From the Publisher
"Sit back and enjoy. . . . The story flows like blood--the life-giving, life-celebrating kind."
--San Francisco Chronicle
"A PASSIONATE MIXTURE OF EARTHLY FEARS AND SUPERNATURAL TERRORS."
--The Baltimore Sun
"[AN] ABSORBING NOVEL THAT TAKES THE READER ON A SUSPENSEFUL JOURNEY THROUGH TIME, PLACE, AND MIND . . . The instrument of the title belongs to a ghost, the brooding 19th-century aristocrat Stefan, who ventures to 20th-century New Orleans to brew up mischief and seek release from his torment. Told from the point of view of Triana, the humane woman drawn into Stefan's nefarious plot, the tale charts two lives touched by tragedy and alienation. . . . A rich, detailed literary symphony."
--The Cleveland Plain Dealer
"THE TALE OF A DEVILISHLY HAUNTING STRADIVARIUS . . . HER BEST WORK SINCE 1990'S THE WITCHING HOUR."
--The Dallas Morning News
"FULL OF EVOCATIVE IMAGERY . . . THIS IS A BOOK THAT UNDRESSES ITS CHARACTERS LAYER BY LAYER."
Anne Rice in her short form, and yet dreadfully in need of a caustic edit.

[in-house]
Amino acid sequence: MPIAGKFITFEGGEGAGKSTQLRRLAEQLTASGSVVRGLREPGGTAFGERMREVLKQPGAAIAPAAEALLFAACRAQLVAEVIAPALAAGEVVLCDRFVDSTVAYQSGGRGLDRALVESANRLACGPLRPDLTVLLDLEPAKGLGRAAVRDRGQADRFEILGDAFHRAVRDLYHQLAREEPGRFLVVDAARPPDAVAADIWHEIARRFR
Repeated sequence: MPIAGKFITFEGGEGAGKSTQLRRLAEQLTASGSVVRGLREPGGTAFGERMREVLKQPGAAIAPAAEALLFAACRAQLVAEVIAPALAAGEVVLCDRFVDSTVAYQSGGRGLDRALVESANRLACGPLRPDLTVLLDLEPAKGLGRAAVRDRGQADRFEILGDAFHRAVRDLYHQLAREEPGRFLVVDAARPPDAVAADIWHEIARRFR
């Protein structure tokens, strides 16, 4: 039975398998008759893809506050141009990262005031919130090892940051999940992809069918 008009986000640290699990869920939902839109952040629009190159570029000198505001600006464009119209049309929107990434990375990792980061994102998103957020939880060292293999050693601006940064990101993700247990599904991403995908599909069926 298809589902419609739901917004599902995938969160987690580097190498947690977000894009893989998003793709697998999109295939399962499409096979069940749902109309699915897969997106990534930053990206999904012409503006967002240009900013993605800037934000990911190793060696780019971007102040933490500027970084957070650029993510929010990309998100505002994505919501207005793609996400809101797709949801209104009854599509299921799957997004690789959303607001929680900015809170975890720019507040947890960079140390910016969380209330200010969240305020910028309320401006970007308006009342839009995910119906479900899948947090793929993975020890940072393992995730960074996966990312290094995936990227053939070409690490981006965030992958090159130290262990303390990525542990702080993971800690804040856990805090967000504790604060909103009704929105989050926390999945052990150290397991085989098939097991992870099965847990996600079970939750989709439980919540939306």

Wavering between dream and reality, Rice (Servant of the Bones, 1996, etc.) opens with vastly wealthy Triana Becker's heartbreak in New Orleans as her husband Karl dies of AIDS. She lies embracing Karl's corpse for two days, celebrates the love he and she had, and longs to follow him into the grave: "All the blood in our dark sweet grave is gone, gone, gone, save mine, and in our bower of earth I bleed as simply as I sigh. If blood is wanted now for any reason under God, I have enough for all of us." As the reader struggles for a footing in all this gush, Triana's mourning flows into a bitter argument with her sisters, Katrinka and Rosalind, as they ponder where their missing younger sister Faye has gone, noting that a vagabond violinist who has been pursuing Triana has also vanished. Triana has seen a lot of death: her father, her drunkard mother, and the young daughter she and her first husband, Lev, lost to cancer. When Prince Stefan Stefanovsky, the violinist in question and now a ghost, returns with his fiddle, she parries his advances in surprisingly wooden dialogue. She steals his Stradivarius and, vamping its phantom strings, is able to transport herself and Stefan back to Vienna and Beethoven, then to Venice and Paganini, and, in increasingly surreal sequences, to Rio de Janeiro and to triumphs as an untutored virtuoso, even as the Strad summons up all her dead from the beyond.
Of the gilded pen that single-handedly revived the vampire genre much can be forgiven, but this soul-mush is worse than Marie Corelli's, who molded such lavender vapors into novels a century ago (The Sorrows of Satan, etc.) and is now well-forgotten.